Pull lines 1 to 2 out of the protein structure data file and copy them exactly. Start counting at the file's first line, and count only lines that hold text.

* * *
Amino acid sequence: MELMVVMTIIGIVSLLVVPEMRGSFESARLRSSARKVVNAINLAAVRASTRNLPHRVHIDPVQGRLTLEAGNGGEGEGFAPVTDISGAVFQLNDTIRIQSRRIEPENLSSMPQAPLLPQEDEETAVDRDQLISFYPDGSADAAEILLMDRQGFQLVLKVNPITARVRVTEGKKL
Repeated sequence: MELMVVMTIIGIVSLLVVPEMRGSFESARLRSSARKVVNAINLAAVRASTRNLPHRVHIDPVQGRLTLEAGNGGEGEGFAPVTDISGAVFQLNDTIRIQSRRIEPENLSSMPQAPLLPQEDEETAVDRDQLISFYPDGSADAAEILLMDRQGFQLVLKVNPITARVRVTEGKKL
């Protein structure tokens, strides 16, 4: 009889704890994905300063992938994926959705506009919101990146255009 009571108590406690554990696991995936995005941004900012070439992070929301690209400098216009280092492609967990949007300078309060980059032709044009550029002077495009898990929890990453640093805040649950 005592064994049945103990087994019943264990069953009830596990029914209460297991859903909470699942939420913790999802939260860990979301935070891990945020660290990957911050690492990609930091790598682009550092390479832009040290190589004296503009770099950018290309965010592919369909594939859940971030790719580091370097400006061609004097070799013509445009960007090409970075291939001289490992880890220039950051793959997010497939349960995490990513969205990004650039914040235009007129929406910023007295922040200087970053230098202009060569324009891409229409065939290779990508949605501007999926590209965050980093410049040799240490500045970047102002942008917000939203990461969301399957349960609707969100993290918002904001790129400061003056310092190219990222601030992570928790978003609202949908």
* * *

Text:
Amino acid sequence: MELMVVMTIIGIVSLLVVPEMRGSFESARLRSSARKVVNAINLAAVRASTRNLPHRVHIDPVQGRLTLEAGNGGEGEGFAPVTDISGAVFQLNDTIRIQSRRIEPENLSSMPQAPLLPQEDEETAVDRDQLISFYPDGSADAAEILLMDRQGFQLVLKVNPITARVRVTEGKKL
Repeated sequence: MELMVVMTIIGIVSLLVVPEMRGSFESARLRSSARKVVNAINLAAVRASTRNLPHRVHIDPVQGRLTLEAGNGGEGEGFAPVTDISGAVFQLNDTIRIQSRRIEPENLSSMPQAPLLPQEDEETAVDRDQLISFYPDGSADAAEILLMDRQGFQLVLKVNPITARVRVTEGKKL